You keep hanging around trying to convince them that they should be with you and demanding that they love you.

You’re still talking to them and making room for them in your life no matter how poorly they’ve treated you.

When you allow yourself to be an ‘option’, you hang around letting them use you up with a possibility of being ‘chosen’ while often committing yourself to the idea that they’re your only option.

You’re giving them freedom and the right to ‘choose’ you while curtailing your own freedom and diminishing your self-esteem and your boundaries in the process which removes your power and creates a greatly imbalanced ‘relationship’. Instead of being in an equitable, mutual partnering, you hand over all of your power and then lay down and let a doormat sprout from you.

Being an option gives other people the option of directing your life, even if they don’t want to.

In business, options exist to provide the right to buy or sell something within a specified timeframe at a set price. In relationships where people make ‘deals’ but often don’t have deal breakers , if you’re allowing yourself to be an ‘option’, it’s like putting a deal on the table even though the person has backed out, isn’t interested, or is not an appropriate relationship partner to make a mutually fulfilling relationship deal with.

You’re giving them the choice of keeping you in their back pocket for a rainy day emotional airbag to fallback on for an ego stroke, shag or a shoulder to lean on.

You’re also communicating that you’re OK with being a choice – there are other options – which allows them to keep their options open. But more worryingly, when you allow yourself to be an option, you communicate that they don’t have to choose, they don’t have to value you and they are free to reject you and pick up again when they feel like it.

Being an option means you’re uncommitted and they’re uncommitted.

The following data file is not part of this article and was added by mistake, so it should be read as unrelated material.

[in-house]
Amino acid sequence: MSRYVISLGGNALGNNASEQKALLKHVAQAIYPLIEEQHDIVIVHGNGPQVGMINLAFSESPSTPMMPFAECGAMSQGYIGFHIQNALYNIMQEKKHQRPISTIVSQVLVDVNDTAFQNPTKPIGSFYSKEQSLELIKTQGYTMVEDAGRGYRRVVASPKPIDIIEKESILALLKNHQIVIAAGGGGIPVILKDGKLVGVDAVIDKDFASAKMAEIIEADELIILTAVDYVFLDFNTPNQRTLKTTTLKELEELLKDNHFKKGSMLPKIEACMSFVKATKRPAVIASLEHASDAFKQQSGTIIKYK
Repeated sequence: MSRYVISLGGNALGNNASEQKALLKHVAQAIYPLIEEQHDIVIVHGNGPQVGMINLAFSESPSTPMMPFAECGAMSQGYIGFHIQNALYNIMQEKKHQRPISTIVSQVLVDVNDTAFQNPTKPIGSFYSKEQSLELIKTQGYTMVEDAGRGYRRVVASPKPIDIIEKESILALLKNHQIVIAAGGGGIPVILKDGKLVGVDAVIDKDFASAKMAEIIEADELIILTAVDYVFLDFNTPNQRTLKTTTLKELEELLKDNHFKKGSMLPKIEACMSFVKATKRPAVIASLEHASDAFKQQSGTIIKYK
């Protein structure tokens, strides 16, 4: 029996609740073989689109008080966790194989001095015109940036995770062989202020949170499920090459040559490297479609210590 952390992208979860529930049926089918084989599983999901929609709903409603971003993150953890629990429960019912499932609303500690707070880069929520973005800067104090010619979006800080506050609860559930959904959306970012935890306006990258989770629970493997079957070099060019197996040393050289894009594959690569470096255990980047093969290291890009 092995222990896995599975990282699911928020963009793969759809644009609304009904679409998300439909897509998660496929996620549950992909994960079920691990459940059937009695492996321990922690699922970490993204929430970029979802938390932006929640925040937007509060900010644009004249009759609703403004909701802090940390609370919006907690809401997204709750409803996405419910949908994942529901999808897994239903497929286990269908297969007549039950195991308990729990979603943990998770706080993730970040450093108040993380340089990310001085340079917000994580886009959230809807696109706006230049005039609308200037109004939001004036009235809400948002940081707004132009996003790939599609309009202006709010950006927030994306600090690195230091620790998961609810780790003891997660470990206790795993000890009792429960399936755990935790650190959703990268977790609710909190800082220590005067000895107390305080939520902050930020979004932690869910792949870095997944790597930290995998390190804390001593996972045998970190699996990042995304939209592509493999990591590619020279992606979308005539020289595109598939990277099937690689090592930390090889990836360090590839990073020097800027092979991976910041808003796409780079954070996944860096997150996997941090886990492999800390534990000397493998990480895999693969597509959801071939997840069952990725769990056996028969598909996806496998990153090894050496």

It also means that you’re prevented from having the choice to be available for an available relationship because being someone’s option shuts you off to other opportunities. Don’t believe me? If you’ve ever tried to date while being an option for someone, you’ll have struggled to be emotionally present and correct because you’re unavailable and into the person you’ve optioned yourself to.

You’ll never be able to move on with your life, feel a sense of personal contentment and forge a happier, mutually fulfilling relationship with someone that values you, if you’re option for someone else that doesn’t or only values you for what they can get out of you on their terms.

You’re not someone they can call up last minute and squeeze into their oh so hectic life. You’re someone to be made plans with and to co-pilot a relationship and a future with. They’re either in, or they’re out – don’t give them the option to flit between or dip their pinky toe in.

Never allow someone to reject you (directly or indirectly) more than twice.

I’d say once, but I’m all too aware how people are obsessed with second chances. But three times and beyond – it’s time to get off the relationship crack.

Your thoughts?

Check out my ebooks the No Contact Rule and Mr Unavailable & The Fallback Girl and more in my bookshop.